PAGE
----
New York, 1957. Rudolph Abel (Mark Rylance) is arrested and charged with being a Soviet agent. To ensure he receives a fair trial, career attorney James B. Donovan (Tom Hanks) is persuaded to represent Abel in court. When an American reconnaissance pilot is later shot down over Soviet territory, Donovan is tasked with travelling to East Germany to covertly negotiate a prisoner swap.
Bridge of Spies is a masterful work of film drama assembled by some of Hollywood’s finest creatives at the height of their powers. That seems like hyperbole, but it’s true. The story, based on true events, is not innovative or surprising. No key individuals involved in the film are doing anything of a better quality than they have been seen to do in the past. Despite that, it is a simple fact that everybody – director Steven Spielberg, actors Tom Hanks and Mark Rylance, and screenwriters Matt Charman and Joel and Ethan Coen – has brought their A-game to the table. The result is a film that is beautifully staged, carefully paced and immensely satisfying to watch. For Spielberg as director, it is almost certainly his strongest work since Munich (2005).
In typical Hollywood fashion, Bridge of Spies compresses several years of action into an unspecified but much shorter length of time – as well as makes a few key changes to the real story. While it may irritate historians, it shapes the narrative into a tight, sequential series of events and helps to make a more interesting and suspenseful film. At the same time the screenplay sparkles with a mildly absurd sort of wit; it feels very much in keeping with much of the Coen brothers’ other screenwriting. This is a properly mature film: not mature in the sense of language, sex or violence, but specifically because it does not rely on such things. Instead Spielberg relies on a straight-forward story told well. It begins as a courtroom drama, extends to a patriotic paean to doing one’s duty, and ends as a Le Carre-esque espionage thriller in a wintry and unwelcoming East Berlin. Like Le Carre’s famous spy works, Bridge of Spies hums with the knowledge that a strong conversation between two interesting characters is just as dramatic and suspenseful as any standard action or chase sequence.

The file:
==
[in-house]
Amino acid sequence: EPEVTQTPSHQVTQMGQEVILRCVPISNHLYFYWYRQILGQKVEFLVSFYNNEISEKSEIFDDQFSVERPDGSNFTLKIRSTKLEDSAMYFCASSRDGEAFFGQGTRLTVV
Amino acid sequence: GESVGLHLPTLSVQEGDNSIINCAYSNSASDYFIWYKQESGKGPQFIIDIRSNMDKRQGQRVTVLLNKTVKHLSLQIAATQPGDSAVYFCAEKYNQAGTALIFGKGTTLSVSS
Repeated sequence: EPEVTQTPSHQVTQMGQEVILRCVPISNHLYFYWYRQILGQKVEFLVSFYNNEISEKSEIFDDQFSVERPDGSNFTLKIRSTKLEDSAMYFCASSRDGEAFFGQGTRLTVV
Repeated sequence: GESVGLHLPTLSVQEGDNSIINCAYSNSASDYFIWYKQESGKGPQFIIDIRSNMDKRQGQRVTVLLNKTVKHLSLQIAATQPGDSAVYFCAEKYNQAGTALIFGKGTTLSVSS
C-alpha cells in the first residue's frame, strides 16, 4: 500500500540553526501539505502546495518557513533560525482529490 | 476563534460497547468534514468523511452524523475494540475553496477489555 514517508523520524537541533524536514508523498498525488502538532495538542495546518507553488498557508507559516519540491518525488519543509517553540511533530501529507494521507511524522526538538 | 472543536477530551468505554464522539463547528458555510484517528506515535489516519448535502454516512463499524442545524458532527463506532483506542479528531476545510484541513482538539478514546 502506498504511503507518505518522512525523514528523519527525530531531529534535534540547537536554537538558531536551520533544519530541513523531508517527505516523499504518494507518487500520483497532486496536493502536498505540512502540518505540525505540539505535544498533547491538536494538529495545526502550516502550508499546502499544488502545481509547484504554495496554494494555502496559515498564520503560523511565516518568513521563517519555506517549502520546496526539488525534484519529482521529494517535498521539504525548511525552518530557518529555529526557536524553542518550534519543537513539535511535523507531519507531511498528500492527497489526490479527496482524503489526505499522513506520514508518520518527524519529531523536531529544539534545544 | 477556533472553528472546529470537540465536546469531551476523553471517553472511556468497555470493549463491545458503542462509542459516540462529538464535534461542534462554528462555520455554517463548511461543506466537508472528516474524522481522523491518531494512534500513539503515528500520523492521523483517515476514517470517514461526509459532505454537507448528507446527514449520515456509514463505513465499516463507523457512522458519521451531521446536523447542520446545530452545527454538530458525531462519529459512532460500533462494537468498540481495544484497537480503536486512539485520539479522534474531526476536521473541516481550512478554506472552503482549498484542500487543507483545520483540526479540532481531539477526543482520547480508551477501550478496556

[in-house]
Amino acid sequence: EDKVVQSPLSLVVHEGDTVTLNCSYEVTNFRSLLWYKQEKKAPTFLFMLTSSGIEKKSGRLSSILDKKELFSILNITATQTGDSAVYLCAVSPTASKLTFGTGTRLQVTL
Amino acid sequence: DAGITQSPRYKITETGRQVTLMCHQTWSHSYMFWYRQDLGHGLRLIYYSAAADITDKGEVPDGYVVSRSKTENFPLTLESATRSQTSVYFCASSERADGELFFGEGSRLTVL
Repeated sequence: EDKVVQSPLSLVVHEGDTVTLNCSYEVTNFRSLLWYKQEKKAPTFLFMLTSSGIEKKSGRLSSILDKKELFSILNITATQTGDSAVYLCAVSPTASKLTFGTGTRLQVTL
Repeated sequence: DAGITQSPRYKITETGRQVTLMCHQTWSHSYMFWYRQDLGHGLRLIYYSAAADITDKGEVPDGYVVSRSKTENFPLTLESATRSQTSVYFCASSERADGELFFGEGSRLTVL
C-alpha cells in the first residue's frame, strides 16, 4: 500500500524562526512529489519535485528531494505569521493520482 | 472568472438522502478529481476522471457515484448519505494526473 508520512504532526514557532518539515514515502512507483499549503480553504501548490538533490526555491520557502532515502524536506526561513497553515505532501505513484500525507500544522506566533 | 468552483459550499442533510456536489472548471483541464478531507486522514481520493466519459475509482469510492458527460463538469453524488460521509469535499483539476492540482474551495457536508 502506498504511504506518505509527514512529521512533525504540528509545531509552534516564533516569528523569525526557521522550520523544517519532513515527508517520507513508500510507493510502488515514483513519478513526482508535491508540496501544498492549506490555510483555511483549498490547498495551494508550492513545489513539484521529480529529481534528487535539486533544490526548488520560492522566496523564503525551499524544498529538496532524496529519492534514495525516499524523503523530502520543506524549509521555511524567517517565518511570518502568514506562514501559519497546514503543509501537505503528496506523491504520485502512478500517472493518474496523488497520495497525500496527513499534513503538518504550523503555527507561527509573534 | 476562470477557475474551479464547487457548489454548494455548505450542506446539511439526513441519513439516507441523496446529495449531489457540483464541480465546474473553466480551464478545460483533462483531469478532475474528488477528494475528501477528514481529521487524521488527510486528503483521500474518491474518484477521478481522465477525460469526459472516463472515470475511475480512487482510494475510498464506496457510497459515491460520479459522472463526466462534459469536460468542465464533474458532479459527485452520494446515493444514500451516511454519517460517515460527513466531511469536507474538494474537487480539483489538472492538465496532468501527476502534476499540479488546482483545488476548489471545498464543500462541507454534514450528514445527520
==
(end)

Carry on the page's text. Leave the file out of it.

As James Donovan Tom Hanks works perfectly in his well-rehearsed and charming James Stewart persona: dogged good nature to the core, matched with a weary acceptance of a difficult task ahead. It is exactly the sort of performance that viewers take for granted, which would be a mistake: obvious or not this is one of Hanks’ best works of acting in a long time. To an extent he was overlooked in favour of Mark Rylance at the time: Rylance’s calm, amiable performance as Abel scored him an Academy Award. It’s a great performance to be sure, but I do wonder if he earned it more by Academy members having simply never encountered Rylance’s immense talents before.
The film’s period detail and rich atmosphere give a wonderful sense of the Cold War. Janusz Kaminski’s famous milky photography does not always fit the film, but it does here. Thomas Newman’s score is a little over-played, but that is mostly a quirk of Spielberg’s increasingly old-fashioned manner of film storytelling. There is nothing striking to be found here. There is no experimentation, or innovative technique. Bridge of Spies is absolutely what it appears to be: an interesting story told well by talented people. That is sadly still all too rare among Hollywood studio filmmaking.
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